A public consultation process which Gippslanders were prevented from participating in has recommended Gippsland trains terminate at Pakenham.
Mayors from across Gippsland joined forces on Friday to condemn the Infrastructure Victoria 'citizen jury' report which suggested "increased services on the Gippsland line that connect with metropolitan services at Pakenham".
There were different interpretations of the recommendation among the councils, with Latrobe City, Baw Baw and East Gippsland understanding it to suggest Gippsland trains should no longer travel into Melbourne.
Wellington Shire took it to refer only to new or additional rail services on the Gippsland line.
'Citizen jury' sessions to gauge the views of regional Victorians were run by Infrastructure Victoria in Shepparton over six Saturdays earlier this year to provide input into a 30-year infrastructure strategy.
About 40 'everyday' community members were randomly selected to participate and asked to consider more than 200 options to address Victoria's infrastructure needs.
However no Gippsland town was represented, as jurors were drawn from towns within 100 kilometres of Shepparton.
"If you do not ask those that are at the heart of a matter to have their say, how can you truly expect to provide a satisfactory solution to an issue that affects those very people?," Latrobe City mayor Michael Rossiter said in a joint statement on Friday with his counterparts from Baw Baw and East Gippsland shires.
The mayors said there was no support from Gippsland rail users or communities for the recommendation and the current V/Line timetable provided three trains from Gippsland to the city during the peak period and they expected that to increase to four next year.
They said the Gippsland corridor had missed out on most of the rail upgrades on all other corridors and had no dedicated track to the city as was provided for Geelong, Bendigo and Ballarat trains.
The citizen jury report opposed construction of a dedicated rail track in the south-east corridor to separate regional passengers and freight from metropolitan trains as it was considered too costly.
This year's state budget included planning work for upgrades to the Gippsland line, including passing loops and track duplication between Bunyip and Longwarry.
The citizen jury also looked at a transition away from coal, with the report recommending that subsidies be provided for the "development and use of lower emission energy sources instead of brown coal power plants".
It stated the impacts on the communities around the Latrobe Valley must be considered in any transition.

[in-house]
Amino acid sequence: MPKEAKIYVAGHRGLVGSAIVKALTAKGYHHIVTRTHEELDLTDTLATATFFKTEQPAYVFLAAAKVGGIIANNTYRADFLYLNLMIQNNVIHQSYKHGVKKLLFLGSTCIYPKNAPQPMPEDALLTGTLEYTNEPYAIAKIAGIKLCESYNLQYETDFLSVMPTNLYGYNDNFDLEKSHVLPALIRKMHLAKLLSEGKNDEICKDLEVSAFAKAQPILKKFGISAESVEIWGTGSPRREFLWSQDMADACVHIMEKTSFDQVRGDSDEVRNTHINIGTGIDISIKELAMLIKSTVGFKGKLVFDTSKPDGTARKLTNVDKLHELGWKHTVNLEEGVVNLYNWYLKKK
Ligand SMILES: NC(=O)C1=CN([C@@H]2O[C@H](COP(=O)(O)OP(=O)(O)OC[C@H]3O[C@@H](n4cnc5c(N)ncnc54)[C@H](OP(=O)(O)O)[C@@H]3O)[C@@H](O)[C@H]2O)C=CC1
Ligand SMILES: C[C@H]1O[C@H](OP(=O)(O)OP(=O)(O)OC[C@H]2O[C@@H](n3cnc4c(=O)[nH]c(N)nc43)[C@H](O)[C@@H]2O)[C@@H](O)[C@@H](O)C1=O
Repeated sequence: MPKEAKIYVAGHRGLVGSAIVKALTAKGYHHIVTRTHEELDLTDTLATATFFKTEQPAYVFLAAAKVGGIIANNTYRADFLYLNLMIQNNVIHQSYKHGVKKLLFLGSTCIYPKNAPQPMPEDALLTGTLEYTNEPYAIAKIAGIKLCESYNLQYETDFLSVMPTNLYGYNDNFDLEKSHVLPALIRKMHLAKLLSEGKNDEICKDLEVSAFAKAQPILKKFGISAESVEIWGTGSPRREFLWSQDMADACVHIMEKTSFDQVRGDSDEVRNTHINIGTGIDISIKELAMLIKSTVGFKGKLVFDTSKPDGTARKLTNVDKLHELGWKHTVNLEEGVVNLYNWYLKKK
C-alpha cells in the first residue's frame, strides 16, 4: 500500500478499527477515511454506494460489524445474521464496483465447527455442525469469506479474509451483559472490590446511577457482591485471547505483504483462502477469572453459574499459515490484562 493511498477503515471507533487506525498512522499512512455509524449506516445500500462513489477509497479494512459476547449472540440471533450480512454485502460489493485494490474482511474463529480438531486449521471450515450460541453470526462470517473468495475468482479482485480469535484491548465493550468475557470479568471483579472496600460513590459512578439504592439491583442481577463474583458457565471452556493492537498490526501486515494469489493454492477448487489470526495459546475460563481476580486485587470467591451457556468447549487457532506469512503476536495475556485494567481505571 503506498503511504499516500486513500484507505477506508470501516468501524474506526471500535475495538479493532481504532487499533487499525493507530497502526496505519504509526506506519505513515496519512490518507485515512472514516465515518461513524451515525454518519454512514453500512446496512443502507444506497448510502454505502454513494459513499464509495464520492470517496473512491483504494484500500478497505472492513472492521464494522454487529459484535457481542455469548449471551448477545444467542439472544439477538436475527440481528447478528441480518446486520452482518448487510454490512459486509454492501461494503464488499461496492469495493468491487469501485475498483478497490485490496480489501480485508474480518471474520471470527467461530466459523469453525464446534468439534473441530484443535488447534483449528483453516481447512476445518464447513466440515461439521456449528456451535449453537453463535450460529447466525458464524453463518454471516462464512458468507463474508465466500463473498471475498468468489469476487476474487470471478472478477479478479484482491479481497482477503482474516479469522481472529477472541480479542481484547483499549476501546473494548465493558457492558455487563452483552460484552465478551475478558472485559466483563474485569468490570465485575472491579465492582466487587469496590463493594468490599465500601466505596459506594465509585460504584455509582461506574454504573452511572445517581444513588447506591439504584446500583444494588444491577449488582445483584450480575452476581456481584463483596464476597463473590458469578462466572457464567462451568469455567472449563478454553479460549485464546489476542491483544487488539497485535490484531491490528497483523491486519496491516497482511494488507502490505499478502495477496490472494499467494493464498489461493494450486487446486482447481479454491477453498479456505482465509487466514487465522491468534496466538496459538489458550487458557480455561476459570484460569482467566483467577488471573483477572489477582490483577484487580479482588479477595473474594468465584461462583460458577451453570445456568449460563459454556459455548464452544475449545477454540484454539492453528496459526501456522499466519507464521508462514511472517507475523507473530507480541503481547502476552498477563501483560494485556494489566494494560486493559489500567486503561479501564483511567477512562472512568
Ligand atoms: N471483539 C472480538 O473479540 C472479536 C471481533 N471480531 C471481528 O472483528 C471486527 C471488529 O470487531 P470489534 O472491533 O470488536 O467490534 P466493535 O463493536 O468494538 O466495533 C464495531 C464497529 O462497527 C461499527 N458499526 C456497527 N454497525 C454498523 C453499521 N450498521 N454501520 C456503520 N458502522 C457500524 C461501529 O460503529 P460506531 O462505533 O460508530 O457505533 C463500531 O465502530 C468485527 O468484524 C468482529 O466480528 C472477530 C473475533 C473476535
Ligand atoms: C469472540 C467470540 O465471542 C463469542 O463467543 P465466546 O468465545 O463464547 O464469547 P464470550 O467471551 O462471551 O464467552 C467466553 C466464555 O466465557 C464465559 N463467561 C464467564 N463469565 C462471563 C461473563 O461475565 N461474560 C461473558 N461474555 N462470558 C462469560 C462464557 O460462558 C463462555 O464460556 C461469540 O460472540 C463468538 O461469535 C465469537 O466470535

Infrastructure Victoria chief executive Michel Masson said as the regional jury met over six Saturdays, it was necessary to choose members who could reasonably be expected to travel to attend every session.
"We didn't feel we could expect people to travel further than (100km) that to attend meetings," Mr Masson said.
He said citizen juries were an "intensive process" and it was not possible to hold more than two juries - another was held for metropolitan Melbourne.
Mr Masson said the citizen juries' recommendations were not the only input to Infrastructure Victoria's 30-year strategy.
"Since February, we've held two rounds of consultation with online activities, formal submissions, workshops, roundtables and briefings," he said.
"We've been to Gippsland during each phase of consultation, meeting with local government and representative organisations such as the Committee for Gippsland and the Gippsland Ethnic Communities Council."
He said there would be another phase of consultation when Infrastructure Victoria released its draft strategy in October.
Local opposition MPs Russell Northe and Gary Blackwood shared the concerns of the local councils, saying they would oppose any move by the government to stop V/Line trains from using the metropolitan rail network.
Mr Northe said the government should immediately rule out the recommendation.
"This service is used for commuters to and from work, to visit medical specialists in the CBD, to visit friends and family and by forcing a change of service at Pakenham it would unnecessarily and unfairly deliver a second class travel system for the Gippsland region," Mr Northe said.
Federal Member for Gippsland Darren Chester said while the Australian Government did not have jurisdiction over Victorian state rail operations, he personally did not support V/Line services terminating at Pakenham.